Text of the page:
I have to write this article on beauty, so I have some confessions:
I have worn make-up only twice in the last 7 weeks.
I have not plucked my eyebrows in over a month.
I don’t dye my hair.
I don’t feel beautiful, not even in the slightest, and when I look in the mirror (I have recently noticed that we have way too many of them in my house) I am taken aback. Truly. I’m kind of shocked. I think I look tired, fraught… blech.
I could write about the beauty of the moments I seeing passing before us – the quarantined family dinners, the neighbors and friends checking in on each other, the essential workers’ true and unwavering bravery- all these moments that I hope I will remember when this is over.
I could write about the beauty of the sunsets I now have time to take in, how the hummingbirds in our yard seem to have increased in the past month, or how some poppies have made their way into our potted plants and wave up at us every morning in bright orange.
I walk past a mirror and stop.
I stare at my face. For a good 5 minutes. Huh. Look at that. I am absorbed. I stop judging and I see…me.
I have so many lines now… many of them from laughing. I laugh a lot. I have laughed so hard I have cried- with my husband, my kids, Jean, Kathlene, Linda, so many funny wonderful people. I just did it the other day on the phone with my friend Penny about a man trying to fly using a fire extinguisher. Yes. It’s a real video. People are great and weird… but, you know, don’t try it at home.
I have an “11” between my brows. I frown and there they are … two lines… deep, concerned… I suddenly remember seeing myself in the reflection of a school bus seat on my way to the first day of third grade. There was that same “11”. That same thoughtfulness.
I see grey hairs. One growing shock full at my temple. It looks like my mom’s hair. My mom. I love her. I miss her. She was one-of-a-kind. I’m sure lots of people think like that about their mom. And that’s good.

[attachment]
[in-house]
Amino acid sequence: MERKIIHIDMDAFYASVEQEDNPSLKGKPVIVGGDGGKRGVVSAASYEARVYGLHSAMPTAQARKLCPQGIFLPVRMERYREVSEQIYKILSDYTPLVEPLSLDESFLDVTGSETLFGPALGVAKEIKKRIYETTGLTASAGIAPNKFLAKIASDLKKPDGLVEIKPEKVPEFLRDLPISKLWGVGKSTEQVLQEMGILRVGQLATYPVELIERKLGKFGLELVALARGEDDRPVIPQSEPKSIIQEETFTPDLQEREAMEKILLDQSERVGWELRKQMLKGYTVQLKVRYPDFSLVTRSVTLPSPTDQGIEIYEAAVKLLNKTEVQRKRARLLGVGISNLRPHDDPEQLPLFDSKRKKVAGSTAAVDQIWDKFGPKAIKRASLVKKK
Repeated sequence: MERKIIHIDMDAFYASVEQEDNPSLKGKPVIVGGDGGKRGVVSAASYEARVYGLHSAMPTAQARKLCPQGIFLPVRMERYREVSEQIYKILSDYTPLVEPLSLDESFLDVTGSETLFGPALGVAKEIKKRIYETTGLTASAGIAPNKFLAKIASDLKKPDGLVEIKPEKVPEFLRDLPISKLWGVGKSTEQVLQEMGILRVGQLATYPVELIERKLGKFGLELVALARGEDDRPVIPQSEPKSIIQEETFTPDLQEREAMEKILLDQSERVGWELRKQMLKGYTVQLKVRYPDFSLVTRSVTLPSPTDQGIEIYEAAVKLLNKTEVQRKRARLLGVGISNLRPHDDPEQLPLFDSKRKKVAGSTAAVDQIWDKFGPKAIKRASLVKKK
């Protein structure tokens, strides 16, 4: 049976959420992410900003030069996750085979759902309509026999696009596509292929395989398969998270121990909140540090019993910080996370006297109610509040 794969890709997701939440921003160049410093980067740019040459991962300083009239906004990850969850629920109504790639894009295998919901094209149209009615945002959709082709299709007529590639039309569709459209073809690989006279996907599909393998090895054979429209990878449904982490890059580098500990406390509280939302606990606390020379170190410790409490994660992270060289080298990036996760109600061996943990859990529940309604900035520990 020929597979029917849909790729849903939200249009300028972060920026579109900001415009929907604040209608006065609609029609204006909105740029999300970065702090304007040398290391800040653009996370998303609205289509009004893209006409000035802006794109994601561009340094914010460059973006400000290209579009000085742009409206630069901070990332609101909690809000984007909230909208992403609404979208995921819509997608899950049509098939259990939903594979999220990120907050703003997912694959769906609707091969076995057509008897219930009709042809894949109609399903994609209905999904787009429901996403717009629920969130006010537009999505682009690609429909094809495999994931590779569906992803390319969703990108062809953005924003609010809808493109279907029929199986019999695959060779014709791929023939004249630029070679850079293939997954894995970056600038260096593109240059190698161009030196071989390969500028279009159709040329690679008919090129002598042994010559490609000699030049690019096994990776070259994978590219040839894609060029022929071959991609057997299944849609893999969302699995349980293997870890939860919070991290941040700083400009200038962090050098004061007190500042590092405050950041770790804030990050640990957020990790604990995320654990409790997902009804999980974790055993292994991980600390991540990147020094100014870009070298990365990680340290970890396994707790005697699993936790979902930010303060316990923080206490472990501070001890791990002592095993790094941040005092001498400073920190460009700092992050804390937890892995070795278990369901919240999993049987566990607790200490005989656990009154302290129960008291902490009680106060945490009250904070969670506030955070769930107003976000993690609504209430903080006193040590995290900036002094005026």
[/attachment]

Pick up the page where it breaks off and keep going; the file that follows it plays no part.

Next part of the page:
I see the scar from when I was attacked in NYC years ago in a dark alleyway and the man who did it and how I got away and how now I can look at that scar and feel neutral and the work that went into feeling strong again. All that in one tiny scar.
I look into my eyes.
My eyes. I am suddenly overtaken with the understanding that these are the same eyes I have looked at and through my entire life. They have witnessed when I got the giant Winnie the Pooh doll during a childhood Christmas, when my grandma took my hand in hers as she pressed down the edges of her homemade raviolis, when I got my acceptance letter to Boston College, when my father was in the hospital, when I first saw my husband, when the doctor held up our children in the delivery room, when we signed the papers to buy our house, 9/11, when my mother passed away with me there holding her hand, when our children graduated – all the moments that make up a life.
I see the past and my parents and my grandparents and my kids and the future and the endless connections in these eyes.
True Beauty is in the Eye of the Beholder
I see someone who is going through a global pandemic… as best she can…
And I blink back a small well of tears that are almost ready to tip onto my cheeks. And I thank myself for this moment when I saw the true beauty in my face.
Aging. Ahhh, the word that seems to impact each of us somehow. My usual approach to this topic has been embrace it, accept it, honor it, be one with it, but sometimes it isn’t that easy… READ IT HERE
By ALISON MARTIN
Alison Martin -- wife, mom, Emmy-award winning actress, writer, chocoholic. Bronx Italian, daughter of Pultizer Prize winning reporters, who also identifies as L.A. Irish. Shout outs: Dan, Emilia, Brady, pooches - LuLu & Ted, friends, Mother Earth, serendipity, peace, VIPHS, Boldfaced Secret, living life like your socks feel real good.
After a beautiful relationship for the past few months, Alison finds the strength to let her couch know that it’s time to move on.
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Behind the scenes: Producer and actor Alexis Iacono on what it means to her to be working with special effects artist, Eddie Yang, and her contribution to this very special effort.